The Israel Ports Company is seeking to introduce blockchain to the port community system. Can it be effective and worthwhile?
Applying Blockchain to a Seaport
Blockchain as technology continues to impact new spaces across various industries. We can now say that almost every industry is experimenting or interacting with blockchain. Recently, the shipping industry in Israel is one of the latest sectors to try the application of blockchain. The Israel Ports Company initiated a test sequence for a way of sending bills of lading via blockchain. Many industries have been eager to test blockchain with some not necessarily considering the impact and effectiveness of deploying the technology. Certainly, questions will be asked of the recent foray by the Israel Ports Company given that the rate of failure of blockchain projects is on the high side.
Although, this is understandable as the blockchain technology is still in its infancy. However, that has not deterred organizations from experimenting with the technology. Many organizations see it as an important step in the evolution of their various industries. The Israel Ports Company echoes this sentiment by indicating that the blockchain-based electronic bill of lading is a substantial improvement of the system used in the port. As it allows a quicker cargo release while cutting down the cost and time relating to utilizing courier industries. The expectation is that blockchain will also help foil falsifications and prevent delays of documentation.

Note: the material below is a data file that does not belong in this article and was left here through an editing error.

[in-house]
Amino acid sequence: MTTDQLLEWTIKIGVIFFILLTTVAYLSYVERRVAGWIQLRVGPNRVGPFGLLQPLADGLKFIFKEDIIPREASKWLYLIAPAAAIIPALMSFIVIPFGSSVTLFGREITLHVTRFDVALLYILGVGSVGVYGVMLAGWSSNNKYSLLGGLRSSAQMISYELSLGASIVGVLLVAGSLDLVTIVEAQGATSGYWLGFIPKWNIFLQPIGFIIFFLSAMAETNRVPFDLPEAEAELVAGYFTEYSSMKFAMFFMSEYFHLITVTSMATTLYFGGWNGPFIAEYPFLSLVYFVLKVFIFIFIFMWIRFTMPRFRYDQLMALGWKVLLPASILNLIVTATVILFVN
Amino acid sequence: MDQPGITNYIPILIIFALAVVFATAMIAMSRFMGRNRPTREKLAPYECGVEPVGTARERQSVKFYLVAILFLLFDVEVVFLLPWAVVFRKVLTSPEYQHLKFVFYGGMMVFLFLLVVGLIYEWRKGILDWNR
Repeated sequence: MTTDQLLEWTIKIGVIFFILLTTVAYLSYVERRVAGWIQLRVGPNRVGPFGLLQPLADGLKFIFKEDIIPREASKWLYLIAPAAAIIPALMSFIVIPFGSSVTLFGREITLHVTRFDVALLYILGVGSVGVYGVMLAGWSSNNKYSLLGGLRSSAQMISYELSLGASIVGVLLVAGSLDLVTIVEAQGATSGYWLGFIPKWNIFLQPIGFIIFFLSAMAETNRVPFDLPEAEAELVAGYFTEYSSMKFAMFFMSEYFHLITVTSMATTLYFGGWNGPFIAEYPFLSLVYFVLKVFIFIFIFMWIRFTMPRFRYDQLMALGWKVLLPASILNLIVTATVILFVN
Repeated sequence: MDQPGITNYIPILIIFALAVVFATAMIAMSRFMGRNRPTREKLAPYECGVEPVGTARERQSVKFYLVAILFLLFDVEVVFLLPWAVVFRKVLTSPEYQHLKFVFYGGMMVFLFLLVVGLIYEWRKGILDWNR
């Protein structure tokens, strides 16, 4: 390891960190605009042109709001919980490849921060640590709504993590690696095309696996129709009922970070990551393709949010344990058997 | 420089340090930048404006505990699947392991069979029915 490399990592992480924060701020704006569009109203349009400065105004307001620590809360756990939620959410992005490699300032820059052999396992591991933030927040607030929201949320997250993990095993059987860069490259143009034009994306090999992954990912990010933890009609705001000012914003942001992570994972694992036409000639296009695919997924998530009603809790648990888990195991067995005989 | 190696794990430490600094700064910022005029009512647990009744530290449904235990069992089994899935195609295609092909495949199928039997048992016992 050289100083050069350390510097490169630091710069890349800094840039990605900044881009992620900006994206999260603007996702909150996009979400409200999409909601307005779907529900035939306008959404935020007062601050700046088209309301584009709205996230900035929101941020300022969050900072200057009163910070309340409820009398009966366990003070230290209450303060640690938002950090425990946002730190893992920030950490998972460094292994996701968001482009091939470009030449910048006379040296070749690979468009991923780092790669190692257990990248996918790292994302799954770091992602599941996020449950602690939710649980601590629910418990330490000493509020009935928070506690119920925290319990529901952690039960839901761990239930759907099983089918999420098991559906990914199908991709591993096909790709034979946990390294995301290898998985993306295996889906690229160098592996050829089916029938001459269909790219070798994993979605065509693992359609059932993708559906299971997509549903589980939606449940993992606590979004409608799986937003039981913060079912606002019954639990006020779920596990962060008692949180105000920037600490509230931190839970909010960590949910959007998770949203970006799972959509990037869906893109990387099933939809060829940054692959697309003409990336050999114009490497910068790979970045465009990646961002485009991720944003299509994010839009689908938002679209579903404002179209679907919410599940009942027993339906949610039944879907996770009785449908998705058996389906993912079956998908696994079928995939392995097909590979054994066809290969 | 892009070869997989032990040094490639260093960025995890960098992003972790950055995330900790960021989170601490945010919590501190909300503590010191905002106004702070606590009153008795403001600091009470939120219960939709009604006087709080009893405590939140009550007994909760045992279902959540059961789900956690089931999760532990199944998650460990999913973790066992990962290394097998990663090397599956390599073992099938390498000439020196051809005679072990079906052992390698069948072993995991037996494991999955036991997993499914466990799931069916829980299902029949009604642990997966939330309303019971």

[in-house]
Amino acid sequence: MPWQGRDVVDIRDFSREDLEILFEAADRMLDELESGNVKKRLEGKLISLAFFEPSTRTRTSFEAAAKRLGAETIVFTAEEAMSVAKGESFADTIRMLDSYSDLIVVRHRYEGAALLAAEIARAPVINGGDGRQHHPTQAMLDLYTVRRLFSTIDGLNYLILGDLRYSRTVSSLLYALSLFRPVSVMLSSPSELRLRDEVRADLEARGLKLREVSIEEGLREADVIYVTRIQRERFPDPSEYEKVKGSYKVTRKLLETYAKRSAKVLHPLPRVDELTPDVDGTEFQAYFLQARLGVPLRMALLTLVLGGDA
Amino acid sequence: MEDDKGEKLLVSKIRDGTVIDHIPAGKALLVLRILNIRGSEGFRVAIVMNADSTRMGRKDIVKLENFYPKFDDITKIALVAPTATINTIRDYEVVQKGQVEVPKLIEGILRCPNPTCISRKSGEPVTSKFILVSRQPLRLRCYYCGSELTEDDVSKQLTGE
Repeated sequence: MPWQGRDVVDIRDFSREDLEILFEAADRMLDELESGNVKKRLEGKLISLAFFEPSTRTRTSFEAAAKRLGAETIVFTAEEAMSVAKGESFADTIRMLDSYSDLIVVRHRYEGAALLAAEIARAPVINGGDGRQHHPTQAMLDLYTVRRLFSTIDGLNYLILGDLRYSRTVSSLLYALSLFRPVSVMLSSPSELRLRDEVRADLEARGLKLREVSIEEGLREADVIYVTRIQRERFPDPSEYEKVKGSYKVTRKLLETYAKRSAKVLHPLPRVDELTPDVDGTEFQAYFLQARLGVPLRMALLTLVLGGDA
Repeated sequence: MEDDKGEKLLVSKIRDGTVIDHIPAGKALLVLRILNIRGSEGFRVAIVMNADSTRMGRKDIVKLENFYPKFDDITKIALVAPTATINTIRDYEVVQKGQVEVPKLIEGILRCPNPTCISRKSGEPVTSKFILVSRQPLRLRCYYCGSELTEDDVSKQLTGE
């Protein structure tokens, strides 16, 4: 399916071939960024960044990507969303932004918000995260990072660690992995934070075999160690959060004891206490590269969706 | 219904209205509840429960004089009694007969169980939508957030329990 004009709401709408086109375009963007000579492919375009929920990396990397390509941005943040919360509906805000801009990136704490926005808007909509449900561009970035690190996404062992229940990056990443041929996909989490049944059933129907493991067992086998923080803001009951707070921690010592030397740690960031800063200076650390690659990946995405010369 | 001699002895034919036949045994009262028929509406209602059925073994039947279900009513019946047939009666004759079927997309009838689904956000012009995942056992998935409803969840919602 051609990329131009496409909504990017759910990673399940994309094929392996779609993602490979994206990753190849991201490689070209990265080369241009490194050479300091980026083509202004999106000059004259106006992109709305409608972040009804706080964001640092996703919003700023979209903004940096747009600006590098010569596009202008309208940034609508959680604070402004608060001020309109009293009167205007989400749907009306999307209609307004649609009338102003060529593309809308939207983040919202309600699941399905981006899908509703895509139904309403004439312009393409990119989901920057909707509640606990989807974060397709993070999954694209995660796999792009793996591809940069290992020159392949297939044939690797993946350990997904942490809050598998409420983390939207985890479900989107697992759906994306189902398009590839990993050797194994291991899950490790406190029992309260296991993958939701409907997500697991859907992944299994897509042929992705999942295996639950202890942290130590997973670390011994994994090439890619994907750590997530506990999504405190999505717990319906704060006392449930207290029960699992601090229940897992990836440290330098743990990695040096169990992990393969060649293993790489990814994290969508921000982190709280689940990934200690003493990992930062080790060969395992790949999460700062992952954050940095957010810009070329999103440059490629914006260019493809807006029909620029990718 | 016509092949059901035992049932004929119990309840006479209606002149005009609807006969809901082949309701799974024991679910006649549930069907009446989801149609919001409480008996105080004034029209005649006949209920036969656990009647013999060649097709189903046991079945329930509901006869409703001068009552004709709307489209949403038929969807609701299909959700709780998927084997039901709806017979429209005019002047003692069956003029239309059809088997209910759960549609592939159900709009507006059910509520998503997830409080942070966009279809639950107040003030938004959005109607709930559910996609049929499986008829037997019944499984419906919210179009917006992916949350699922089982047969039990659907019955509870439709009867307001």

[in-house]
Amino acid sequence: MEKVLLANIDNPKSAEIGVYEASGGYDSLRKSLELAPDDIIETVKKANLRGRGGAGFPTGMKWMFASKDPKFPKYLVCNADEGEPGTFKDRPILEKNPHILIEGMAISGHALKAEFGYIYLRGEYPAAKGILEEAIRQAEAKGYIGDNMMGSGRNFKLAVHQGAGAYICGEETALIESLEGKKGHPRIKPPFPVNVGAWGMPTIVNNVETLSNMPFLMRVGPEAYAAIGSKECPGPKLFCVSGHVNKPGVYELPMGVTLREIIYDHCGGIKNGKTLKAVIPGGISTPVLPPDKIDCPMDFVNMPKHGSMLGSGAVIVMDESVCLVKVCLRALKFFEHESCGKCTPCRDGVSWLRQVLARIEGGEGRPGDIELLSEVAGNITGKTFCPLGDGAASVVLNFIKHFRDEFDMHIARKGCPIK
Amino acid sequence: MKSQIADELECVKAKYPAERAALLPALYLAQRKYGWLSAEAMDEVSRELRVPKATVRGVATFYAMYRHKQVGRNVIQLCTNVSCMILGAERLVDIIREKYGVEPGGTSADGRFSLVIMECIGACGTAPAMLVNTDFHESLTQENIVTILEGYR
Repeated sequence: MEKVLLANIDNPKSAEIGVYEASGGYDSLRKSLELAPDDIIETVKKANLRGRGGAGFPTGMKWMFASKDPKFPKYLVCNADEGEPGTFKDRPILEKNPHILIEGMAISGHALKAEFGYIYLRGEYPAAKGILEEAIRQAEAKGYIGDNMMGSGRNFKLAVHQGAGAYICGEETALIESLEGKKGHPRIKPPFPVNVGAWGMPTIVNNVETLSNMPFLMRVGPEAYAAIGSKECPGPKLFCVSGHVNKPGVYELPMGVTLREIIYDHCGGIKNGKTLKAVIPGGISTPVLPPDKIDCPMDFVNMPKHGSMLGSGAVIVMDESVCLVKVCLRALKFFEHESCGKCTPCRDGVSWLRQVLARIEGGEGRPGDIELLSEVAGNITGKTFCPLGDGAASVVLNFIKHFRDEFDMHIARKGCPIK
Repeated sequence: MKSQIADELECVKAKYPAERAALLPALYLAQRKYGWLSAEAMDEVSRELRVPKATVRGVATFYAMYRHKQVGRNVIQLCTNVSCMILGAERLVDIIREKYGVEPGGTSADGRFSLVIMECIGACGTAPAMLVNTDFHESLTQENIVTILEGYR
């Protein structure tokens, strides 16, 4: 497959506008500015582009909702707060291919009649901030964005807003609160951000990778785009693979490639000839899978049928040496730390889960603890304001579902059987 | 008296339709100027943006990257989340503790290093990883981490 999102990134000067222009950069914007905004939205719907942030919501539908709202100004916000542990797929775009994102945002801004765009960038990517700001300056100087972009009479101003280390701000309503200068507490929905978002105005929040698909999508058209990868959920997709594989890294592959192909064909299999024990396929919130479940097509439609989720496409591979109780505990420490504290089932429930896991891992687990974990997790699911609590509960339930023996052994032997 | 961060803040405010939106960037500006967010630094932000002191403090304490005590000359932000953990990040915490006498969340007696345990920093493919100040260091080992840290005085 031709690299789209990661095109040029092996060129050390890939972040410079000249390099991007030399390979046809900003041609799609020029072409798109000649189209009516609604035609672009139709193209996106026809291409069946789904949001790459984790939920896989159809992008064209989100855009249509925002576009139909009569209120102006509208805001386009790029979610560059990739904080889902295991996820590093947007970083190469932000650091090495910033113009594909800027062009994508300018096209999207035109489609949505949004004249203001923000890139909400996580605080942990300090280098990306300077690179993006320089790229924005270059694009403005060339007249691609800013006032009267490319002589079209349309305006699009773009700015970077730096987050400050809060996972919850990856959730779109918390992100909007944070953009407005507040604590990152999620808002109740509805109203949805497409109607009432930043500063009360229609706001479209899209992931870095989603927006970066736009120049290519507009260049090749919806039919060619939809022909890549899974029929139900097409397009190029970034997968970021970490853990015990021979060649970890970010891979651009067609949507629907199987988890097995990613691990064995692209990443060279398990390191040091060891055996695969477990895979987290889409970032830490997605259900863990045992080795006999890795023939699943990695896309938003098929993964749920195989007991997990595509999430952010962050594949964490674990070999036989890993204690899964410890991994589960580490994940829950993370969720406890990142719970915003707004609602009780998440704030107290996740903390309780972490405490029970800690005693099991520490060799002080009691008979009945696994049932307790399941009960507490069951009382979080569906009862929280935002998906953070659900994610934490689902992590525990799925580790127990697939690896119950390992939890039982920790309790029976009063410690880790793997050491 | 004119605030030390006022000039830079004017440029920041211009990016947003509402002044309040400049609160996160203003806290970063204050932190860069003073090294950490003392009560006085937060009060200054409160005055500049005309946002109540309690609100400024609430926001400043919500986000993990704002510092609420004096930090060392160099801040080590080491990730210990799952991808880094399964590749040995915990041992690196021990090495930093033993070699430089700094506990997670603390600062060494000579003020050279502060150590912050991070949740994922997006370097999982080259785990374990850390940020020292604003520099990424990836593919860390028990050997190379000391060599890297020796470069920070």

The International Port Community Systems Association (IPCSA), under which the Israel Ports Company belongs also shares the project vision. The company headline the program on the behalf of the IPCSA. The goal is to have a system that enables transactions to occur between all authorized bodies without the need for paper-based documents.
However, the import and export process has mostly gone paperless already with about 90-99% of the processes covered. This is done through the electronic services and networks offerings by the IPCSA. So, why all the fuss about blockchain application in the shipping sector aiding paperless transaction? This is after the IPCSA members acknowledge a key issue here. That is that just changing from the present digital network to blockchain holds no substantial advantage without proper evaluation.
Don’t be mistaken though, most of the shipping process is already electronic based. There are still some parts of the process, which are solely reliant on paper transactions. One of which is the bills of lading, which is the pilot anchor for blockchain application on paper-based processes.
Pilot Testing as a Joint Effort
The initial pilot test involved Adama, ZIM Integrated Shipping Services, Damco logistics as well as PPL 33-35. The test involves ZIM issuing the bill of lading electronically. The bill is sent to the exporter as well as the importer based in Ukraine. The transparency of the blockchain technology allows all parties involved to know who has the electronically issued bill of lading at any point in time along with the cargo logistic breakdown.
Although, it is still early days to judge if the project will join the scrap heap of failed enterprise blockchain project or if it will be one of the successful few. One thing is clear. The program seeks to add more partakers willing to participant in the trial of the technology in the not so distant future.